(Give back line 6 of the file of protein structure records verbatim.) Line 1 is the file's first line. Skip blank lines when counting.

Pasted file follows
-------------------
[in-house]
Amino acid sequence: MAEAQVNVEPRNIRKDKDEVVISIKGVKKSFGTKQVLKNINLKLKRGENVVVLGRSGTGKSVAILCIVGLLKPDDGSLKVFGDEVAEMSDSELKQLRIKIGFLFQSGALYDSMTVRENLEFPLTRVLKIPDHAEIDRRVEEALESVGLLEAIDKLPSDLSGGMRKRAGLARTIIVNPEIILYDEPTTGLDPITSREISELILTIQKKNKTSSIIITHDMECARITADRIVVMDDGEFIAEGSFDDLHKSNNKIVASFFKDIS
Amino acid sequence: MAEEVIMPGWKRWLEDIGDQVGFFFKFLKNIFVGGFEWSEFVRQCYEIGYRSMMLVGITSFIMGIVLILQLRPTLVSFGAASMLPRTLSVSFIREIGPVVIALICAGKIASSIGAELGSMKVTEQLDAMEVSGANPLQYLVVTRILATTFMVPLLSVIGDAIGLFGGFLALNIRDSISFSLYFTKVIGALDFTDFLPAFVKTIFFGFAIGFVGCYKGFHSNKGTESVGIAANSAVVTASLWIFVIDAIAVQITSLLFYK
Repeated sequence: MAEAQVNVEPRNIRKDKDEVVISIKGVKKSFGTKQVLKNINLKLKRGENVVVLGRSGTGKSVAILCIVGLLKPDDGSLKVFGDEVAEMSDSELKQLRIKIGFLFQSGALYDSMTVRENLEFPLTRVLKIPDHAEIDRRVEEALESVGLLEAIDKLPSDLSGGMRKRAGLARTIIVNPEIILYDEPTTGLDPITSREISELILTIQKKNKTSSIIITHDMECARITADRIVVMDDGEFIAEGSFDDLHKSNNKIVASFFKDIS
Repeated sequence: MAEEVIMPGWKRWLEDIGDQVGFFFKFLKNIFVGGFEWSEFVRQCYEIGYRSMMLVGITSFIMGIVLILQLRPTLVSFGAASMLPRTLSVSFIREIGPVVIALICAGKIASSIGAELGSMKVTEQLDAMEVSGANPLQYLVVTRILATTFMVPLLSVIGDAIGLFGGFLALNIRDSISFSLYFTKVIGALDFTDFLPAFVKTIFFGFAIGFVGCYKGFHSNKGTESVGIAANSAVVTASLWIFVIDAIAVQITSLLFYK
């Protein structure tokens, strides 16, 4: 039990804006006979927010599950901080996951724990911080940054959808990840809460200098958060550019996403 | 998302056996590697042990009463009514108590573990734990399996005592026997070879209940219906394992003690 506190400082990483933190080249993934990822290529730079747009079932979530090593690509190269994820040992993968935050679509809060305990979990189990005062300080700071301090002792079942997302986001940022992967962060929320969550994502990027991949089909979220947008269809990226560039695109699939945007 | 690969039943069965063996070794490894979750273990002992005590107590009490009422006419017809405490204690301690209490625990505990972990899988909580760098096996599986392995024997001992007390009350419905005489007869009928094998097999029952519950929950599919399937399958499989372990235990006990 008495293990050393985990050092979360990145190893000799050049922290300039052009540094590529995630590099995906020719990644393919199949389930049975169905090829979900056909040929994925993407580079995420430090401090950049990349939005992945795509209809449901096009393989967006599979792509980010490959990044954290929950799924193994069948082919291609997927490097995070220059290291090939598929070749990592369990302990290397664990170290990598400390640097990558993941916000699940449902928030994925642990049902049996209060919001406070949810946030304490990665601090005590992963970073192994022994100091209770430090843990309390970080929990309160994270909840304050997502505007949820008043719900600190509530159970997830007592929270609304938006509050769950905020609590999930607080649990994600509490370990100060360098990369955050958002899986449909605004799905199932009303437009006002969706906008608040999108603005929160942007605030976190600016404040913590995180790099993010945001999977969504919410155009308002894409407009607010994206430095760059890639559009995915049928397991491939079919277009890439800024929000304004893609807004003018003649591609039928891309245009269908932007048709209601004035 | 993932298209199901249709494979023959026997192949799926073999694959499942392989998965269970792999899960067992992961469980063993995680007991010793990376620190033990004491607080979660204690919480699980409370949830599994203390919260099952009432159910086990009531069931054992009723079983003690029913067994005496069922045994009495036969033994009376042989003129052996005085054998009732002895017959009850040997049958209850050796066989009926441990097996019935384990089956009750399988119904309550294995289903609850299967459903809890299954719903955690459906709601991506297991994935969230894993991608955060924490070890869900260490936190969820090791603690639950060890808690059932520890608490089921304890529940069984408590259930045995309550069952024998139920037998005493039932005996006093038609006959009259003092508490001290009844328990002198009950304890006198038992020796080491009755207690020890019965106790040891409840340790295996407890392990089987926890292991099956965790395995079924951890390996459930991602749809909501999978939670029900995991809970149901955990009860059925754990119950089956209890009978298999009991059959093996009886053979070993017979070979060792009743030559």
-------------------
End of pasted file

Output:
């Protein structure tokens, strides 16, 4: 039990804006006979927010599950901080996951724990911080940054959808990840809460200098958060550019996403 | 998302056996590697042990009463009514108590573990734990399996005592026997070879209940219906394992003690 506190400082990483933190080249993934990822290529730079747009079932979530090593690509190269994820040992993968935050679509809060305990979990189990005062300080700071301090002792079942997302986001940022992967962060929320969550994502990027991949089909979220947008269809990226560039695109699939945007 | 690969039943069965063996070794490894979750273990002992005590107590009490009422006419017809405490204690301690209490625990505990972990899988909580760098096996599986392995024997001992007390009350419905005489007869009928094998097999029952519950929950599919399937399958499989372990235990006990 008495293990050393985990050092979360990145190893000799050049922290300039052009540094590529995630590099995906020719990644393919199949389930049975169905090829979900056909040929994925993407580079995420430090401090950049990349939005992945795509209809449901096009393989967006599979792509980010490959990044954290929950799924193994069948082919291609997927490097995070220059290291090939598929070749990592369990302990290397664990170290990598400390640097990558993941916000699940449902928030994925642990049902049996209060919001406070949810946030304490990665601090005590992963970073192994022994100091209770430090843990309390970080929990309160994270909840304050997502505007949820008043719900600190509530159970997830007592929270609304938006509050769950905020609590999930607080649990994600509490370990100060360098990369955050958002899986449909605004799905199932009303437009006002969706906008608040999108603005929160942007605030976190600016404040913590995180790099993010945001999977969504919410155009308002894409407009607010994206430095760059890639559009995915049928397991491939079919277009890439800024929000304004893609807004003018003649591609039928891309245009269908932007048709209601004035 | 993932298209199901249709494979023959026997192949799926073999694959499942392989998965269970792999899960067992992961469980063993995680007991010793990376620190033990004491607080979660204690919480699980409370949830599994203390919260099952009432159910086990009531069931054992009723079983003690029913067994005496069922045994009495036969033994009376042989003129052996005085054998009732002895017959009850040997049958209850050796066989009926441990097996019935384990089956009750399988119904309550294995289903609850299967459903809890299954719903955690459906709601991506297991994935969230894993991608955060924490070890869900260490936190969820090791603690639950060890808690059932520890608490089921304890529940069984408590259930045995309550069952024998139920037998005493039932005996006093038609006959009259003092508490001290009844328990002198009950304890006198038992020796080491009755207690020890019965106790040891409840340790295996407890392990089987926890292991099956965790395995079924951890390996459930991602749809909501999978939670029900995991809970149901955990009860059925754990119950089956209890009978298999009991059959093996009886053979070993017979070979060792009743030559």